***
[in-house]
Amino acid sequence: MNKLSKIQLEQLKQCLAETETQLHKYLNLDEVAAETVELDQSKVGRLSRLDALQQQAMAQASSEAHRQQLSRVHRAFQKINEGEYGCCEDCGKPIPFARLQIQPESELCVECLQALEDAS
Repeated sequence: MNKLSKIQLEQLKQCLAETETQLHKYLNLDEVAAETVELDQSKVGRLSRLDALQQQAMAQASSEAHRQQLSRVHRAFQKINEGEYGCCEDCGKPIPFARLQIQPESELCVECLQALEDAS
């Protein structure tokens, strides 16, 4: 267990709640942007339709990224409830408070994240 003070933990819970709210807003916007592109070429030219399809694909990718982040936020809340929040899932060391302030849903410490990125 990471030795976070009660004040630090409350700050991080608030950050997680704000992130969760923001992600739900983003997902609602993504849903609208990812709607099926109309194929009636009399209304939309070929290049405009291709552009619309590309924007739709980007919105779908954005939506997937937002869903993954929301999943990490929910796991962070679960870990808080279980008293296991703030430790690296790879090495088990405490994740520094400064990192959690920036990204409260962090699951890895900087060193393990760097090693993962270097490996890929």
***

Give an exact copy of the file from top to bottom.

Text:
[in-house]
Amino acid sequence: MNKLSKIQLEQLKQCLAETETQLHKYLNLDEVAAETVELDQSKVGRLSRLDALQQQAMAQASSEAHRQQLSRVHRAFQKINEGEYGCCEDCGKPIPFARLQIQPESELCVECLQALEDAS
Repeated sequence: MNKLSKIQLEQLKQCLAETETQLHKYLNLDEVAAETVELDQSKVGRLSRLDALQQQAMAQASSEAHRQQLSRVHRAFQKINEGEYGCCEDCGKPIPFARLQIQPESELCVECLQALEDAS
């Protein structure tokens, strides 16, 4: 267990709640942007339709990224409830408070994240 003070933990819970709210807003916007592109070429030219399809694909990718982040936020809340929040899932060391302030849903410490990125 990471030795976070009660004040630090409350700050991080608030950050997680704000992130969760923001992600739900983003997902609602993504849903609208990812709607099926109309194929009636009399209304939309070929290049405009291709552009619309590309924007739709980007919105779908954005939506997937937002869903993954929301999943990490929910796991962070679960870990808080279980008293296991703030430790690296790879090495088990405490994740520094400064990192959690920036990204409260962090699951890895900087060193393990760097090693993962270097490996890929």